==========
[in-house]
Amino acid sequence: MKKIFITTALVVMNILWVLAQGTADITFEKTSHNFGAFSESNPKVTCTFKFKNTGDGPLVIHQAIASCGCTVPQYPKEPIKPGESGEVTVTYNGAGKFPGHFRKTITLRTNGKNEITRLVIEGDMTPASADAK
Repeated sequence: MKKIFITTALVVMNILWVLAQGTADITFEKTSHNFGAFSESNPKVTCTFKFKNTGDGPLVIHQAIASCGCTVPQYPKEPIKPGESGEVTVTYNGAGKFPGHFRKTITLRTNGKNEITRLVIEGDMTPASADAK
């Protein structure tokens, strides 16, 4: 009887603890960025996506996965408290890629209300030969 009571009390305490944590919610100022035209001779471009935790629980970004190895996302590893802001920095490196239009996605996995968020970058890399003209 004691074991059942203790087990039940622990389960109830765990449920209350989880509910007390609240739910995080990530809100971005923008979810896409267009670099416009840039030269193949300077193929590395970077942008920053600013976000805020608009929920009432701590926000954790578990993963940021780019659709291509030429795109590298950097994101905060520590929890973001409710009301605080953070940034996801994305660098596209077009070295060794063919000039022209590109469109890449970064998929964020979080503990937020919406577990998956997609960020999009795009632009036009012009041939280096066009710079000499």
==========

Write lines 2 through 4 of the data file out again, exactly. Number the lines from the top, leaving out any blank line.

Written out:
Amino acid sequence: MKKIFITTALVVMNILWVLAQGTADITFEKTSHNFGAFSESNPKVTCTFKFKNTGDGPLVIHQAIASCGCTVPQYPKEPIKPGESGEVTVTYNGAGKFPGHFRKTITLRTNGKNEITRLVIEGDMTPASADAK
Repeated sequence: MKKIFITTALVVMNILWVLAQGTADITFEKTSHNFGAFSESNPKVTCTFKFKNTGDGPLVIHQAIASCGCTVPQYPKEPIKPGESGEVTVTYNGAGKFPGHFRKTITLRTNGKNEITRLVIEGDMTPASADAK
């Protein structure tokens, strides 16, 4: 009887603890960025996506996965408290890629209300030969 009571009390305490944590919610100022035209001779471009935790629980970004190895996302590893802001920095490196239009996605996995968020970058890399003209 004691074991059942203790087990039940622990389960109830765990449920209350989880509910007390609240739910995080990530809100971005923008979810896409267009670099416009840039030269193949300077193929590395970077942008920053600013976000805020608009929920009432701590926000954790578990993963940021780019659709291509030429795109590298950097994101905060520590929890973001409710009301605080953070940034996801994305660098596209077009070295060794063919000039022209590109469109890449970064998929964020979080503990937020919406577990998956997609960020999009795009632009036009012009041939280096066009710079000499």